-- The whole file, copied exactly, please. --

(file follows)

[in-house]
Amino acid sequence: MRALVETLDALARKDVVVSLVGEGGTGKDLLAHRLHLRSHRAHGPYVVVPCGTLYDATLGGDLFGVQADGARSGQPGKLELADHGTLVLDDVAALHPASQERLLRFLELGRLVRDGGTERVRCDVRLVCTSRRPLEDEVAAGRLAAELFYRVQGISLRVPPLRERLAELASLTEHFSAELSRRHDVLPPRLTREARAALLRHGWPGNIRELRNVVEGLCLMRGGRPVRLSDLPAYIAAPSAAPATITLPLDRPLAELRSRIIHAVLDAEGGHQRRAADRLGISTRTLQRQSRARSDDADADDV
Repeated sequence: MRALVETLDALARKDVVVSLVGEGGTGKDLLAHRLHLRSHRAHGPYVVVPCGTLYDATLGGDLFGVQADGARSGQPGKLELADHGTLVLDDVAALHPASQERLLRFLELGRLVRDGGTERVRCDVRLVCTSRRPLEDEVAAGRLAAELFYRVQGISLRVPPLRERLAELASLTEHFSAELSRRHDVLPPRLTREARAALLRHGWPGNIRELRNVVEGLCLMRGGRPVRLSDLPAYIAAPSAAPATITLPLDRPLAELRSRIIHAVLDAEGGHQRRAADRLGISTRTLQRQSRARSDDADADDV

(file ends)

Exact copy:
[in-house]
Amino acid sequence: MRALVETLDALARKDVVVSLVGEGGTGKDLLAHRLHLRSHRAHGPYVVVPCGTLYDATLGGDLFGVQADGARSGQPGKLELADHGTLVLDDVAALHPASQERLLRFLELGRLVRDGGTERVRCDVRLVCTSRRPLEDEVAAGRLAAELFYRVQGISLRVPPLRERLAELASLTEHFSAELSRRHDVLPPRLTREARAALLRHGWPGNIRELRNVVEGLCLMRGGRPVRLSDLPAYIAAPSAAPATITLPLDRPLAELRSRIIHAVLDAEGGHQRRAADRLGISTRTLQRQSRARSDDADADDV
Repeated sequence: MRALVETLDALARKDVVVSLVGEGGTGKDLLAHRLHLRSHRAHGPYVVVPCGTLYDATLGGDLFGVQADGARSGQPGKLELADHGTLVLDDVAALHPASQERLLRFLELGRLVRDGGTERVRCDVRLVCTSRRPLEDEVAAGRLAAELFYRVQGISLRVPPLRERLAELASLTEHFSAELSRRHDVLPPRLTREARAALLRHGWPGNIRELRNVVEGLCLMRGGRPVRLSDLPAYIAAPSAAPATITLPLDRPLAELRSRIIHAVLDAEGGHQRRAADRLGISTRTLQRQSRARSDDADADDV